Unemployed youth storm Jos council; seek to replace striking workers

Young Nigerians protesting unemployment

The youth said they would be glad to receive what the workers are rejecting.

Dozens of unemployed youth, Thursday, besieged the headquarters of Jos South Local Government Area seeking to replace striking council workers.

The youth, under the umbrella of the ‘State Association of Un-employed Youth,’ came with individual application letters and said they were willing to replace the striking the workers. Local Government workers in Plateau State have been on strike for several months, demanding the full implementation of the N18, 000 minimum wage.

The state government had threatened to advertise the jobs of the council workers to the public.

The spokesperson of the group, Chuwang Ayuba, told journalists at the council secretariat that the unemployed youth in the state are ready to take over the jobs of workers who have declined to resume work as directed by the state government across the 17 Local Government Areas.

Meanwhile, the ultimatum issued by the organized Labour in the state for the government to either pay the striking workers their outstanding salaries or witness a total worker’s strike will officially end this Sunday. Should the threat not be called off, the state may be grounded from Monday as state workers, commercial drivers and so on are all expected to join.

Mr. Ayuba, who pleaded with the state government to offer them the opportunity to serve, said those of them who are not on the pay roll of any tier of government have been suffering for a long period of time and could barely afford a square meal a day, while those who take salaries without doing any ‘tedious work’ still press for increments.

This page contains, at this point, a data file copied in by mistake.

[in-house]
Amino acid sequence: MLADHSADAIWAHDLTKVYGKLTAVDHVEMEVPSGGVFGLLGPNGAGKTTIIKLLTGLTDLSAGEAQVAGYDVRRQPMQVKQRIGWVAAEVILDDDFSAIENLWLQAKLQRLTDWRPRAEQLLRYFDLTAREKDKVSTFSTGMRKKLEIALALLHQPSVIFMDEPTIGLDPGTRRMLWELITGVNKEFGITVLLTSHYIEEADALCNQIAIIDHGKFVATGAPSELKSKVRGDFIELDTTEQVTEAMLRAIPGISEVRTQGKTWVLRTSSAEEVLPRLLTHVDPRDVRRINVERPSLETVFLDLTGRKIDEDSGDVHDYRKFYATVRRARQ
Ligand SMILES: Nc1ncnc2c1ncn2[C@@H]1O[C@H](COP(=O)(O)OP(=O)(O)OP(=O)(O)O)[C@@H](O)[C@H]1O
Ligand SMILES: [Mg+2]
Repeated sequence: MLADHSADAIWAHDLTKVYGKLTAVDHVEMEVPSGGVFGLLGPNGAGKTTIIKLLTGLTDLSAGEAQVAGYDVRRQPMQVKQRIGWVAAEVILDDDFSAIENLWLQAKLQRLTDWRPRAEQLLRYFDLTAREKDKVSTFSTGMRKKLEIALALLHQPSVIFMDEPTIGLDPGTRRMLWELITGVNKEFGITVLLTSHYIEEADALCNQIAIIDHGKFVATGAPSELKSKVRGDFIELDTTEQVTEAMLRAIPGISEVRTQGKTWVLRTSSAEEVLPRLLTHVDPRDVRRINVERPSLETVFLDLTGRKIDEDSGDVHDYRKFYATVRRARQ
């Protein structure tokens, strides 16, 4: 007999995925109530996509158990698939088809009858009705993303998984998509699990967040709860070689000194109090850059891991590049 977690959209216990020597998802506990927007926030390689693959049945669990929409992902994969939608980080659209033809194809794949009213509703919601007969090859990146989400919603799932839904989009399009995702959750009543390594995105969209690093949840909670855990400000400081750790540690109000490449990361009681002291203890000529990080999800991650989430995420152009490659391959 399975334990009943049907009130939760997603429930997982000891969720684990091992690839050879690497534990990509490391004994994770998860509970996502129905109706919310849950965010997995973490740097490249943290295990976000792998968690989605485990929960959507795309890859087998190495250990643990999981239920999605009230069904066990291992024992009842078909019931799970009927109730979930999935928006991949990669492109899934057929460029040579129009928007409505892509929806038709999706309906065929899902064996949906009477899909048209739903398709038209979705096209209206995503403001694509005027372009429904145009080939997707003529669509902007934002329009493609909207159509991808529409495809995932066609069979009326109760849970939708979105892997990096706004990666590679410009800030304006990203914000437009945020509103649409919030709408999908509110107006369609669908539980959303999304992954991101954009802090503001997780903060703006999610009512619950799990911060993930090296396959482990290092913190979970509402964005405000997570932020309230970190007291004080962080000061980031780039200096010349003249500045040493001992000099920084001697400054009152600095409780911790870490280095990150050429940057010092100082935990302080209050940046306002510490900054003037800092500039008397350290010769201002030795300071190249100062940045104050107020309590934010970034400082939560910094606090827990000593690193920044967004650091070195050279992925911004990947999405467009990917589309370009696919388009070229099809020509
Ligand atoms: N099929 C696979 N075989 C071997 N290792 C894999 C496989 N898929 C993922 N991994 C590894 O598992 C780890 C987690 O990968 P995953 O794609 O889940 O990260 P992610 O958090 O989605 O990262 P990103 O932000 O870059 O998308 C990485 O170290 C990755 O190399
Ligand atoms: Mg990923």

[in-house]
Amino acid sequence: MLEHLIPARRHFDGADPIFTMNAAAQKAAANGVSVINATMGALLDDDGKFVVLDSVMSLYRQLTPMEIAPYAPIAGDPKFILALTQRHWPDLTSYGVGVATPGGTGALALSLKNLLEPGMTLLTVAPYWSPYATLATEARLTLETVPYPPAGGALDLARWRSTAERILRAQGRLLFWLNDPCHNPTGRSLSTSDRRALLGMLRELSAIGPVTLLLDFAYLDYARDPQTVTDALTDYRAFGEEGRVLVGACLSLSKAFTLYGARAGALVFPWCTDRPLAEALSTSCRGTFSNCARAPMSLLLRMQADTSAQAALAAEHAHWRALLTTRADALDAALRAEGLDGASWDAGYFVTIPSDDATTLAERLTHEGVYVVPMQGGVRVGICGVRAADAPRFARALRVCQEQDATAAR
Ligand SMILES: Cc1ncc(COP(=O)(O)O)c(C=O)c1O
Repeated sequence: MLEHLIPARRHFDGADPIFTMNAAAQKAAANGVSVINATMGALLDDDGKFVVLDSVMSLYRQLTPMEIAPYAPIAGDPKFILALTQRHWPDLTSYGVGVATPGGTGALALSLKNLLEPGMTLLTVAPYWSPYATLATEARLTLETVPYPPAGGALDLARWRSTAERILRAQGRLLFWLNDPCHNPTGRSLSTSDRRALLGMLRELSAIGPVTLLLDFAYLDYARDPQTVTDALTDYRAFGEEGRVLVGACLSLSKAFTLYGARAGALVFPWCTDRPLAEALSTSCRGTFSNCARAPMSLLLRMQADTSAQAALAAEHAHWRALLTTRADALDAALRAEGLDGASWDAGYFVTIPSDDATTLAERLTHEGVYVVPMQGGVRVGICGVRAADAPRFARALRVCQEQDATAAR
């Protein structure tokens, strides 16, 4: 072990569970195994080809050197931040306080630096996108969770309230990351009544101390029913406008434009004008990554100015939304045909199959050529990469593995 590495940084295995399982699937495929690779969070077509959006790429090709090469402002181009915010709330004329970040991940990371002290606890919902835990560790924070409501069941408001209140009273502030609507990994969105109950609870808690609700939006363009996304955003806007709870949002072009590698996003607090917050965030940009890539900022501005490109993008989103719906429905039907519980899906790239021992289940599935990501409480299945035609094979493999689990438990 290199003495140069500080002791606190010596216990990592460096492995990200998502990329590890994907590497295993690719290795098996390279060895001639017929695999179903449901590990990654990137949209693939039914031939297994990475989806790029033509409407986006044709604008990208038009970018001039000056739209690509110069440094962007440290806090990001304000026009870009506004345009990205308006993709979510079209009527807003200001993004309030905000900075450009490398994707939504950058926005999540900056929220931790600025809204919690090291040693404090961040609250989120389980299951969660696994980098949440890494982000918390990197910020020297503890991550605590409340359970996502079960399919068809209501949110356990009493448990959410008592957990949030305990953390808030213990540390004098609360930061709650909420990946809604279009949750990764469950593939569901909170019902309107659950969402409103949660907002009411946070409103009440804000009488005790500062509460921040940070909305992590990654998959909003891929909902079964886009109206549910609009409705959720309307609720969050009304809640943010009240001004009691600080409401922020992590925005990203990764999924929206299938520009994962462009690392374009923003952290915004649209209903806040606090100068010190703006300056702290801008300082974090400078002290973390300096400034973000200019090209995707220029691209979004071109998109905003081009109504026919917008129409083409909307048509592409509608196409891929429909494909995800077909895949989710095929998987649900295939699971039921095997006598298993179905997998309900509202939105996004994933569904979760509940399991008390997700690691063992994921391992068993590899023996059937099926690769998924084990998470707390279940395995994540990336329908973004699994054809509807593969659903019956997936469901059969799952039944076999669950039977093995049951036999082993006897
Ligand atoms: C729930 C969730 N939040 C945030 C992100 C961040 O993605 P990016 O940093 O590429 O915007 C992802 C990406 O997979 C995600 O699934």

“It seems as if Nigeria belongs to certain group of people who take so much from the revenue of the country without considering some of us who are unemployed. I want you to know that we are always affected when there is a slide shift of inflation without any source of income to cushion the effects on us.

“The civil servants go on strike to demand for increment, people in the political offices also demand increment but for some of us, where do we go to demand for increment nowhere. Once there is any salary increment, it resulted to hike in prize of food stuff in the market and we are left at the mercy of God,” he said.

When asked whether they were in the secretariat because they heard of job vacancies, Mr. Ayuba said “most of us have been coming to the secretariat since the inception of democracy in 1999, seeking for

employment, most of the Council Chairmen knew me personally and likewise some of my colleagues who are here. With or without advertisement, all we need is give us work.”

He claimed that less than one million of Plateau’s 3.5 million population are employed; and they are the ones enjoying more than half of the revenue that accrues to the state.

“Yet they are asking for more,” he said. “We are ready to be employed and take the present salaries they are rejecting.”

Commenting on the matter, the Management Committee Chairman of Jos South council, Peter Dung, said a five-man committee had been constituted, headed by Dalyop Lowang, to screen and employ new workers to fill the vacant position of the striking workers who declined government’s directive to resume work.

Mr. Dung noted that government had given a November 19 ultimatum for workers to resume work, adding that only 62 per cent of workers resumed and their salaries for October have been paid. He said modalities have also been put in place to pay their November salary.

“There is a register for those who come for work and anybody whose name is not on our register is no longer our staff,” he said.


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